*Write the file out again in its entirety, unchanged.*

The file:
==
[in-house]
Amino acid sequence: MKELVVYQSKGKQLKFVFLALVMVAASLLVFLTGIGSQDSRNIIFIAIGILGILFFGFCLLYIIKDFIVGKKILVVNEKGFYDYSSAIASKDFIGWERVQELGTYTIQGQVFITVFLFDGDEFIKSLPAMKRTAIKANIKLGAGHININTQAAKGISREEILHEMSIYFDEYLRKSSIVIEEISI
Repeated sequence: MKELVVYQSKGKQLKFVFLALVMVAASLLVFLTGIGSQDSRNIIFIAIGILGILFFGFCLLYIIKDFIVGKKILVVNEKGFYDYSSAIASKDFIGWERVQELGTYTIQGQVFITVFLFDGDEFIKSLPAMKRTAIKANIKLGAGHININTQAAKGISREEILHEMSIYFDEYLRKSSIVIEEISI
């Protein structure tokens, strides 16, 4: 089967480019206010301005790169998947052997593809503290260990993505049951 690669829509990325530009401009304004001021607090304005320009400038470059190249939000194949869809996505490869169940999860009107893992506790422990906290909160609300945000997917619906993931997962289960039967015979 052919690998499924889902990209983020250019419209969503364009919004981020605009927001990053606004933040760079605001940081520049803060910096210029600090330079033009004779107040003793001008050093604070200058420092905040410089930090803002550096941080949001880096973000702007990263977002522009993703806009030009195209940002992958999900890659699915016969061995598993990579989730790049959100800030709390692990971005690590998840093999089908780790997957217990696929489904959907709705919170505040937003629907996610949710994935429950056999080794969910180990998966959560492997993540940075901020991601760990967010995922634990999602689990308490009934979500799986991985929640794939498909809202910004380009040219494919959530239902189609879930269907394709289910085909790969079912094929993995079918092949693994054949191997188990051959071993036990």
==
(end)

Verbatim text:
[in-house]
Amino acid sequence: MKELVVYQSKGKQLKFVFLALVMVAASLLVFLTGIGSQDSRNIIFIAIGILGILFFGFCLLYIIKDFIVGKKILVVNEKGFYDYSSAIASKDFIGWERVQELGTYTIQGQVFITVFLFDGDEFIKSLPAMKRTAIKANIKLGAGHININTQAAKGISREEILHEMSIYFDEYLRKSSIVIEEISI
Repeated sequence: MKELVVYQSKGKQLKFVFLALVMVAASLLVFLTGIGSQDSRNIIFIAIGILGILFFGFCLLYIIKDFIVGKKILVVNEKGFYDYSSAIASKDFIGWERVQELGTYTIQGQVFITVFLFDGDEFIKSLPAMKRTAIKANIKLGAGHININTQAAKGISREEILHEMSIYFDEYLRKSSIVIEEISI
């Protein structure tokens, strides 16, 4: 089967480019206010301005790169998947052997593809503290260990993505049951 690669829509990325530009401009304004001021607090304005320009400038470059190249939000194949869809996505490869169940999860009107893992506790422990906290909160609300945000997917619906993931997962289960039967015979 052919690998499924889902990209983020250019419209969503364009919004981020605009927001990053606004933040760079605001940081520049803060910096210029600090330079033009004779107040003793001008050093604070200058420092905040410089930090803002550096941080949001880096973000702007990263977002522009993703806009030009195209940002992958999900890659699915016969061995598993990579989730790049959100800030709390692990971005690590998840093999089908780790997957217990696929489904959907709705919170505040937003629907996610949710994935429950056999080794969910180990998966959560492997993540940075901020991601760990967010995922634990999602689990308490009934979500799986991985929640794939498909809202910004380009040219494919959530239902189609879930269907394709289910085909790969079912094929993995079918092949693994054949191997188990051959071993036990």